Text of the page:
Nothing frustrates community college students more than learning that after four years of high school curriculum, they still need at least one year of remedial English or mathematics courses at the community college. Community college faculty are equally frustrated by the numbers of students who begin remedial course sequences and who drop out or fail, thereby stalling dreams and plans for degrees and careers.
That’s why the Academic Senate for California Community Colleges, which represents all faculty at all community colleges, endorses the Common Core State Standards for students in K-12. The faculty strongly believe that the new standards will help more students be prepared not only for university and college work, but for whatever life path a 12th-grader chooses to pursue after high school.
The Common Core math and English standards place more emphasis on integration and application of skills learned in one class to another class in a different subject. This type of thinking is critical to a student’s success in community college course work, whether preparing for transfer to a university or a technical program designed to take a student directly to a job.
The new standards also challenge students to think deeply about why an answer is correct and how to write a convincing argument, plus “soft skills” that employers are seeking: the ability to persevere when problem-solving, to reason abstractly, be precise, value evidence, demonstrate independence and strategically select tools.
Community college faculty want incoming students to know the subject area content within the standards because those skills and knowledge will carry a student through many courses and college experiences across the campus. Approximately 70 percent of community college students need at least one remedial course, and with the 18-to-24-year-old group, the largest segment of our student population, the colleges have a range of success measures to address the needs of these students.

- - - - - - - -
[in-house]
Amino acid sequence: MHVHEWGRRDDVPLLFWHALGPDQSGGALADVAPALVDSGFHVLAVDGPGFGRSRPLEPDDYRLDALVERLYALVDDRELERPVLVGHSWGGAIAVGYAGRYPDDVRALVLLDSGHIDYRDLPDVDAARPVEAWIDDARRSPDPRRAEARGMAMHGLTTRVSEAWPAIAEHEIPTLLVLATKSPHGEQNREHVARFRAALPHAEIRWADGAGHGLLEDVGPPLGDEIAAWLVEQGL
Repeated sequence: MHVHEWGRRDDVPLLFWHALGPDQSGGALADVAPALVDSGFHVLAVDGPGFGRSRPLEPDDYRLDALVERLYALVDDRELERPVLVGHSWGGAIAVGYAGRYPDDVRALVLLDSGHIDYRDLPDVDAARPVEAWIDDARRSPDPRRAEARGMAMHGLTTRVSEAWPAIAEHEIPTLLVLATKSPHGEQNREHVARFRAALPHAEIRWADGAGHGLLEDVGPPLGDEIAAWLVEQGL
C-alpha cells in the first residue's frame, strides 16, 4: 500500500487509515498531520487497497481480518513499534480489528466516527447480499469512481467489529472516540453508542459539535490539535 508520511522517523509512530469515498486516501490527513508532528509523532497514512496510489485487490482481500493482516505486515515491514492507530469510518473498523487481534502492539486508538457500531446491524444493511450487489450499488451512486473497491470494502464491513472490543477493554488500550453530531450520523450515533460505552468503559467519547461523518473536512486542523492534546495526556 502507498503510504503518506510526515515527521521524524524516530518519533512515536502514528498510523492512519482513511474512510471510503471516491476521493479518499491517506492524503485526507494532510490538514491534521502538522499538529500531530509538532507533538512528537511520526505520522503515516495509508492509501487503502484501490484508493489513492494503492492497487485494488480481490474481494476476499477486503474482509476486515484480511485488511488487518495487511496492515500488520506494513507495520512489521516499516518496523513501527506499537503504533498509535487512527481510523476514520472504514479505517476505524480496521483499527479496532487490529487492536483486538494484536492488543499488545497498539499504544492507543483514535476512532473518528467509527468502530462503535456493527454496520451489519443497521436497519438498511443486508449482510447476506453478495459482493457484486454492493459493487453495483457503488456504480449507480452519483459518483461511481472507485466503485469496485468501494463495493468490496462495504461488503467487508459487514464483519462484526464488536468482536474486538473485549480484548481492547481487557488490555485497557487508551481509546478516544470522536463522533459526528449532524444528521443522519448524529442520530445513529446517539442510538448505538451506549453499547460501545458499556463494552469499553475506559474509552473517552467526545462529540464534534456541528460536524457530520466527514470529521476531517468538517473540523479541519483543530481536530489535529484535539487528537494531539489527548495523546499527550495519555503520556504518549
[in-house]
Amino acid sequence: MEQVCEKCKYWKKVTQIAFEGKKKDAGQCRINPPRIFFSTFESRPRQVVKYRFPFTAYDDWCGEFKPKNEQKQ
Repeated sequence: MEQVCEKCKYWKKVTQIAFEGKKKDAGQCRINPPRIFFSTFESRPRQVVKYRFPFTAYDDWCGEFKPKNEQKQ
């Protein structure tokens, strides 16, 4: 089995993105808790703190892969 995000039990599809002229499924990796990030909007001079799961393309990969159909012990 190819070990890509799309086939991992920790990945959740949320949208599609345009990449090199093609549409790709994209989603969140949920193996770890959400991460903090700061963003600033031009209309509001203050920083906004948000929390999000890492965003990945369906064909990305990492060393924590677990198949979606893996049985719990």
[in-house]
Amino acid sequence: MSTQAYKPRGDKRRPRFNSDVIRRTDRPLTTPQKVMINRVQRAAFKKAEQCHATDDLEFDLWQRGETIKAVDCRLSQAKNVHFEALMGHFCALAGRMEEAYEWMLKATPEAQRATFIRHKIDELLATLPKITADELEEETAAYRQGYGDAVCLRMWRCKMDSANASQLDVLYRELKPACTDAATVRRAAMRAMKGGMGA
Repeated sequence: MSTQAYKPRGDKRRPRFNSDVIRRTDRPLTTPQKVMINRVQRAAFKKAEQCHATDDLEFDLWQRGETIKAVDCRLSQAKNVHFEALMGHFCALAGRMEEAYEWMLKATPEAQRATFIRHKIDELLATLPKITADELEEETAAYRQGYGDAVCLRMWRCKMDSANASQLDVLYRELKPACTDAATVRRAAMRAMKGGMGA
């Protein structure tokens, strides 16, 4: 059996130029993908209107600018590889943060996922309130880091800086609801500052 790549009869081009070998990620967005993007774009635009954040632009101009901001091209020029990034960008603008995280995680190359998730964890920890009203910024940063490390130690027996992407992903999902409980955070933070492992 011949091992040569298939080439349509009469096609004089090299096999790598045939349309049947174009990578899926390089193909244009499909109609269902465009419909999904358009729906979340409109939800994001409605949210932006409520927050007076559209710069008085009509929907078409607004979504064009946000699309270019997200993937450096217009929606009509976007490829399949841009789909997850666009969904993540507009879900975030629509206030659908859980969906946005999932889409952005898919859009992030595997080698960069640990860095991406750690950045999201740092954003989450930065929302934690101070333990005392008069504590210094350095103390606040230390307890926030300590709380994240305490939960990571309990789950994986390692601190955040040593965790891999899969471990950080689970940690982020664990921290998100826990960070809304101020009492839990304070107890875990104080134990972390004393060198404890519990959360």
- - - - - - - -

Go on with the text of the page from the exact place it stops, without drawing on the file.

However, the best solution for students, their families and California is for the students to come to community colleges (or universities, work, military service, etc.) more prepared with a solid foundation in basic skills.
The faculty believe that the Common Core standards provide that foundation. We are especially interested in seeing more K-12 students meet the standards and successfully complete their senior year of high school with a fourth year of math and senior-level English.
To all the graduating seniors in the high school class of 2014, you are welcome at your local community college. And to all high school freshmen, sophomores and juniors, take more-challenging English and mathematics courses no matter what you plan to do after high school. Faculty at community colleges want you to be successful in our classes and subsequent jobs, and we know that good foundational skills such as those developed by meeting the Common Core standards will make a positive difference.
Beth Smith is president of the Academic Senate for California Community Colleges.